More than just a beach

ELISA CHIA'S first visit to Okinawa in Japan was made all the more memorable, thanks to a four-day stay at this family-friendly resort.

Portrait of Tammy Strobel

ELISA CHIA'S first visit to Okinawa in Japan was made all the more memorable, thanks to a four-day stay at this family-friendly resort.

My Reading Room
My Reading Room

After three days of non-stop shopping in Naha city, our luggage was full and our legs were starting to ache. But we were definitely not done with Okinawa yet – there’s so much more to this sub-tropical Japanese island than great malls and restaurants. It’s a beach paradise, as well. 

My husband and I knew we had to complete our vacation with a resort stay. We went on a Google frenzy before our trip to suss out the most family- friendly beach hotel. Then a friend told us: “You won’t go wrong at Sheraton Okinawa Sunmarina Resort.” 

She was absolutely right. Our kids’ hearts were won over the minute they stepped into its lobby and took one look at the marine life in the big pond, across from the check-in counters. 

You can easily spot over 20 species – including starfish, sea cucumber and stingray – in the clear, shallow water (pictured above). 

Our children, aged 10 and five, usually can’t wait to get to the room whenever we check into a new hotel, but not this time. They were too distracted by the myriad of facilities – and we were only at the lobby. 

It was easy to spot the Cove Kids Play Area (pictured top right), a colourful playground with ball pit for babies, toddlers and preschoolers. 

There was also the Ashibina Fun Place, where guests could play billiard, table-tennis and foosball. And which kid wouldn’t want to lay his hands on Sony Playstation 4 game consoles? 

All these facilities are free and open around the clock.

My Reading Room
My Reading Room
My Reading Room


The next day, after a restful night’s sleep, we were ready for the resort’s beach activities. Our first stop: The Megazip (pictured opposite). In fact, it’s the only place in Okinawa where this thrilling overwater activity is available. Hotel guests pay 1,200 yen++ (S$14.60) each, while visitors are charged 1,500 yen++. 

Our five-year-old had to sit out of the action because of the weight guideline – one has to be at least 25kg to go on the 250m long zipline here. The operator here doesn’t allow for tandem riding, unlike in Singapore.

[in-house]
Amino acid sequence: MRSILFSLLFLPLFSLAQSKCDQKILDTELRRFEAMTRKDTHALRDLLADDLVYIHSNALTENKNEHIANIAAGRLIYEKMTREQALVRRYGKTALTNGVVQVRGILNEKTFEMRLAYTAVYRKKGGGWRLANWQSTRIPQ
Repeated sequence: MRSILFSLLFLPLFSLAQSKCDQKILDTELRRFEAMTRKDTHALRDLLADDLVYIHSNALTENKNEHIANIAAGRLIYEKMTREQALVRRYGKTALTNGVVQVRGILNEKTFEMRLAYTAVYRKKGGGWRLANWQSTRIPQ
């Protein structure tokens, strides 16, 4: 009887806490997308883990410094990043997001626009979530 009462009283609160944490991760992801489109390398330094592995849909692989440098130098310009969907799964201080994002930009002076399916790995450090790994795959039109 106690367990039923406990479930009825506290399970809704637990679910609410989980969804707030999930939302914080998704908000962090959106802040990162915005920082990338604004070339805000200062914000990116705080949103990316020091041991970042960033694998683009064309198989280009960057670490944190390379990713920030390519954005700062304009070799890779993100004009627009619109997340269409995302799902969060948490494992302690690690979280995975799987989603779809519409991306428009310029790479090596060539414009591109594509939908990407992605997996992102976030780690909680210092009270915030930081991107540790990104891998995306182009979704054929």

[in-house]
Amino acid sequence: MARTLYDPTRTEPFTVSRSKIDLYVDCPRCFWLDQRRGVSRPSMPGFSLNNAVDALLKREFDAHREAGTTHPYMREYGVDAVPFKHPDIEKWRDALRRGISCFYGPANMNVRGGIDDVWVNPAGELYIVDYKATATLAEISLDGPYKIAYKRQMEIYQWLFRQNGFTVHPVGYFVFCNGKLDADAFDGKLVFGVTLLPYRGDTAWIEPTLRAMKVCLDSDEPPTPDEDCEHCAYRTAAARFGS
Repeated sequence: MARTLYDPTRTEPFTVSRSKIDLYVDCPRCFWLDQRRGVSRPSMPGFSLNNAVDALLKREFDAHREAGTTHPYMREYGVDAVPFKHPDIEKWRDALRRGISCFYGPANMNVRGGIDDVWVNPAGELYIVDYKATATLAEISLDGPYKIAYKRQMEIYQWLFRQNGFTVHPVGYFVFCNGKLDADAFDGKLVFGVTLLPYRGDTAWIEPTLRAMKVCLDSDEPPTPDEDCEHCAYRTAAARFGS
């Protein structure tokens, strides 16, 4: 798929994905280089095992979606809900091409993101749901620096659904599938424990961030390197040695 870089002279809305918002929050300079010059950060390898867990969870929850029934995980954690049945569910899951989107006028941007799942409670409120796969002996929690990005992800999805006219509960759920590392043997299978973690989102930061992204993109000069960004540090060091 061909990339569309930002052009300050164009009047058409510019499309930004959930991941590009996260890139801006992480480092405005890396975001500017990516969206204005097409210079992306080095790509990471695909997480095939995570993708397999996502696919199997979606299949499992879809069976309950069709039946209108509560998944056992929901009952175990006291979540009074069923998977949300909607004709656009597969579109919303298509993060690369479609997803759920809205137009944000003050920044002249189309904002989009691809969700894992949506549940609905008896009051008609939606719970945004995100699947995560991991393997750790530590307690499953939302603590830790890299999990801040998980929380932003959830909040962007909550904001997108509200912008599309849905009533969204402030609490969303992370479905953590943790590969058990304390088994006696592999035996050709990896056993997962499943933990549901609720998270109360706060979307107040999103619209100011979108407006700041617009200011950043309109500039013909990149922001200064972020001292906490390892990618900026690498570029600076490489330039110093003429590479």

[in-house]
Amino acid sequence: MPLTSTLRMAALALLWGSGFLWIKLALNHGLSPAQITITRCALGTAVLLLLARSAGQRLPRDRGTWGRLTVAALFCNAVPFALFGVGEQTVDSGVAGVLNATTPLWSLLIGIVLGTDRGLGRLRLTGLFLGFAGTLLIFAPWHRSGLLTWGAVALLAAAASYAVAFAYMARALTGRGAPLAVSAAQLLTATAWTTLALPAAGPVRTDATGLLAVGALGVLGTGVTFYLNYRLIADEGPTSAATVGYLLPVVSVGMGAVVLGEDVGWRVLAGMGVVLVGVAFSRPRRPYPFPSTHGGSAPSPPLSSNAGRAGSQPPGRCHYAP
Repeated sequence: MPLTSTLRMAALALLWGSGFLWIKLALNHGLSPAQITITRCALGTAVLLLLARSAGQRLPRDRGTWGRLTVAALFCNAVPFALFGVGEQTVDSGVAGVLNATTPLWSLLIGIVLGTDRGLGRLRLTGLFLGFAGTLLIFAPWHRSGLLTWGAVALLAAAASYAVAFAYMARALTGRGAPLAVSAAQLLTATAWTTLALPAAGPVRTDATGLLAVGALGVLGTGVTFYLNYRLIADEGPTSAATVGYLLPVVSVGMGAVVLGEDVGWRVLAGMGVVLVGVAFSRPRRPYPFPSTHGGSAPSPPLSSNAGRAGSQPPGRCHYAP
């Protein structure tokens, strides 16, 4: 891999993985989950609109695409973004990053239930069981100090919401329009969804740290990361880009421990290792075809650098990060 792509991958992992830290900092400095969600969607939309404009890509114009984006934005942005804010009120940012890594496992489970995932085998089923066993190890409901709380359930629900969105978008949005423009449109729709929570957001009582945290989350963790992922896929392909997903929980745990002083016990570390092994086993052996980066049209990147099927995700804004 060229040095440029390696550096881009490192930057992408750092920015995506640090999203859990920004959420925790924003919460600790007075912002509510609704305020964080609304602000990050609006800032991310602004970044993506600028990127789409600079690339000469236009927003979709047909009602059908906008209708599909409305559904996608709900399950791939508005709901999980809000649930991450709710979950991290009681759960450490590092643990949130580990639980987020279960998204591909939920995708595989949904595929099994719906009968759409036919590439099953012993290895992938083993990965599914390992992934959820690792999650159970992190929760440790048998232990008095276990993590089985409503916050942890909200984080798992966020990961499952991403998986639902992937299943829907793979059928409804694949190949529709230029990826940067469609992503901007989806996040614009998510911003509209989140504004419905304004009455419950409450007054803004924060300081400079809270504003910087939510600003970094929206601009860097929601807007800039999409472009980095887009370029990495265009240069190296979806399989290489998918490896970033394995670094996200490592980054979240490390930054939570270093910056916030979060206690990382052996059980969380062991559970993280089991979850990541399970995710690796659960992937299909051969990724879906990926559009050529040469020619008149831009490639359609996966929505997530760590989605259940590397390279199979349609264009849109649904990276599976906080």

The Megazip shares the same platform as the resort’s 83m-long Tornado waterslide, which sends one through loops and turns before landing with a splash in the pool that’s up to 1.4m deep. Kids must be at least 1.2m tall to go on the slide. 

Toddlers can have fun in the 0.3m-deep pool next to it. The outdoor waterplay is free, but take note that it’s closed from November through the winter months. 

When the weather is chilly or rainy, head to the indoor pools. The water temperature is kept at about 30 deg C and we loved frolicking here in the evening – it opens till 10pm daily. The main pool is 1.2m deep and there’s also a waddling area and a whirlpool. 

To enjoy this cosy indoor facility, guests must buy a resort pass. It costs 3,500 yen++ per adult and 1,000 yen++ per child aged six to 11 for the duration of your hotel stay. 

The pass also entitled us to a Japanese bath, sauna, tennis, basketball and mini golf, as well as kayaking and pedal boat sessions. The latter two are just some of the sea sports available at this resort. 

Those who want an adrenaline rush should sign up for wakeboarding or windsurfing lessons, or go parasailing or snorkeling (extra charges apply). 

My family was looking forward to go on a glassbottom boat cruise (pictured right) – we could get up-close with marine life without snorkeling. Unfortunately, the activity was cancelled due to choppy waves and strong winds. 

The kids were disappointed, but there was plenty more that we could do – and eat at – the resort. 

We loved Senses, its all-day dining restaurant, which serves buffets and a la carte dishes, ranging from from traditional Okinawan to Japanese and Western meals. 

If you have young children, request to sit at the kids’ corner. The tables are low and there’s a play area with learning toys and a Lego Duplo wall. 

Did I mention that there’s a wonderful retail store in the resort? If you’ve not shopped enough at the malls, you could buy almost all that you want here, from tourist souvenirs and confectinery to toiletries and clothing. We were pleasantly surprised to find that they were reasonably priced, and not marked like in most other hotels. 

A must-buy: Fireworks. We bought two big packs and set them off at a permitted area on the beach. It’s a first for us, making this holiday an even more memorable one.



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